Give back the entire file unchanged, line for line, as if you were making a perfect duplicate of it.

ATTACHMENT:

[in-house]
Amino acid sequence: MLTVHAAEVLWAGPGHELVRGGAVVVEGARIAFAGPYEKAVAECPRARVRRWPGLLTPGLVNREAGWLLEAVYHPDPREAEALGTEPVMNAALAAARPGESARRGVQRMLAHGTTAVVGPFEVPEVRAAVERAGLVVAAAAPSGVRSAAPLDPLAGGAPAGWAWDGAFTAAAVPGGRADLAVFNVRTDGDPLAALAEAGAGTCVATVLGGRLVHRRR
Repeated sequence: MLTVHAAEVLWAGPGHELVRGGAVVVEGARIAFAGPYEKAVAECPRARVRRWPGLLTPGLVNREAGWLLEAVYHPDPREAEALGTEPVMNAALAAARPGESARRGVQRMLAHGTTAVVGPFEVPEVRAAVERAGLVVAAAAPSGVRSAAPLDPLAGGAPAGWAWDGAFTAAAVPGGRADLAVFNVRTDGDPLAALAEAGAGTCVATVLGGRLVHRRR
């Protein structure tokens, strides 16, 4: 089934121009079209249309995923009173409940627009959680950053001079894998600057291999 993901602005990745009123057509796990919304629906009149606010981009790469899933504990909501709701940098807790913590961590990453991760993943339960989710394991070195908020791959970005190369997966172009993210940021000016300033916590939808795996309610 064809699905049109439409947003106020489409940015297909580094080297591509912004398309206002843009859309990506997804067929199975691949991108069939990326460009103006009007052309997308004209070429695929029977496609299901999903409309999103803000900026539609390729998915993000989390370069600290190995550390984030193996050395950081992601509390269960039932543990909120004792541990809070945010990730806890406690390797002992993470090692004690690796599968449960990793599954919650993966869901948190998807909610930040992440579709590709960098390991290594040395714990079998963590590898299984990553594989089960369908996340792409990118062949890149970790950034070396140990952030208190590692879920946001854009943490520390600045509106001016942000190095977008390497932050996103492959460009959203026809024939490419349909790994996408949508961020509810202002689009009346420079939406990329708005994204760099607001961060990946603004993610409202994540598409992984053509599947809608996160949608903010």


[in-house]
Amino acid sequence: MLTVHAAEVLWAGPGHELVRGGAVVVEGARIAFAGPYEKAVAECPRARVRRWPGLLTPGLVNREAGWLLEAVYHPDPREAEALGTEPVMNAALAAARPGESARRGVQRMLAHGTTAVVGPFEVPEVRAAVERAGLVVAAAAPSGVRSAAPLDPLAGGAPAGWAWDGAFTAAAVPGGRADLAVFNVRTDGDPLAALAEAGAGTCVATVLGGRLVHRRR
Repeated sequence: MLTVHAAEVLWAGPGHELVRGGAVVVEGARIAFAGPYEKAVAECPRARVRRWPGLLTPGLVNREAGWLLEAVYHPDPREAEALGTEPVMNAALAAARPGESARRGVQRMLAHGTTAVVGPFEVPEVRAAVERAGLVVAAAAPSGVRSAAPLDPLAGGAPAGWAWDGAFTAAAVPGGRADLAVFNVRTDGDPLAALAEAGAGTCVATVLGGRLVHRRR
């Protein structure tokens, strides 16, 4: 089934121009079209249309995923009173409940627009959680950053001079894998600057291999 993901602005990745009123057509796990919304629906009149606010981009790469899933504990909501709701940098807790913590961590990453991760993943339960989710394991070195908020791959970005190369997966172009993210940021000016300033916590939808795996309610 064809699905049109439409947003106020489409940015297909580094080297591509912004398309206002843009859309990506997804067929199975691949991108069939990326460009103006009007052309997308004209070429695929029977496609299901999903409309999103803000900026539609390729998915993000989390370069600290190995550390984030193996050395950081992601509390269960039932543990909120004792541990809070945010990730806890406690390797002992993470090692004690690796599968449960990793599954919650993966869901948190998807909610930040992440579709590709960098390991290594040395714990079998963590590898299984990553594989089960369908996340792409990118062949890149970790950034070396140990952030208190590692879920946001854009943490520390600045509106001016942000190095977008390497932050996103492959460009959203026809024939490419349909790994996408949508961020509810202002689009009346420079939406990329708005994204760099607001961060990946603004993610409202994540598409992984053509599947809608996160949608903010």